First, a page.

In my experience as an employment lawyer representing employees, I've found that the recession was particularly hard on older employees. They seem to have been disproportionately targeted in layoffs, and they have a much harder time finding new jobs.
Employers might assume you're close to retirement and don't need a job, but that's far from true for most Americans. They might also assume that older employees will miss more work or have more medical issues. Yet statistics show that older employees tend to be the most reliable. It's not only foolish to discriminate based on age -- it's also illegal for most companies to do so.
Who's Protected From Age Discrimination?
The Age Discrimination in Employment Act says that it's illegal for an employer to discriminate against you because of your age, but that only applies if you're age 40 or older, and only if the employer has at least 20 employees (or is a government of any size). Some states, counties and cities have laws that protect employees of smaller organizations. Some states also have laws that further limit age-based discrimination. Always check with an employment lawyer in your state when in doubt.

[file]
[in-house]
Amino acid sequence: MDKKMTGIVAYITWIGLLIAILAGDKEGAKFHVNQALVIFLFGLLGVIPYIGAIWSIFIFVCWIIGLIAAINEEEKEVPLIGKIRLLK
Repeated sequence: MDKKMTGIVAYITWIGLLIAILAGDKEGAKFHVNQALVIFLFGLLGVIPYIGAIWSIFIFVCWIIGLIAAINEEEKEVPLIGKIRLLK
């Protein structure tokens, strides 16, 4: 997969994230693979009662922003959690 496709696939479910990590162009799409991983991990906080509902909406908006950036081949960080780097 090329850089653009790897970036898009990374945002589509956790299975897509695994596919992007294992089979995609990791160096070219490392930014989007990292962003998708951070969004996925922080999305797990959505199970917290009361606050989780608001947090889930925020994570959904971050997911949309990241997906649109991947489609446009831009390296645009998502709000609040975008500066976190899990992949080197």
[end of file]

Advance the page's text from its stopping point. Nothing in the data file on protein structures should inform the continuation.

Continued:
But How Do I Prove Age Discrimination?
Here are the top signs that you might be a victim of age discrimination:
See the rest of my post on AOL Jobs . . .
Thanks again to Gina Misiroglu of Red Room, who put me in touch with the AOL people!
Have a general question about employment law? Want to share a story? I welcome all comments and questions. I can't give legal advice here about specific situations but will be glad to discuss general issues and try to point you in the right direction. If you need legal advice, contact an employment lawyer in your state. Remember, anything you post here will be seen publicly, and I will comment publicly on it. It will not be confidential. Govern yourself accordingly. If you want to communicate with me confidentially as Donna Ballman, Florida lawyer rather than as Donna Ballman, blogger, my firm's website is here.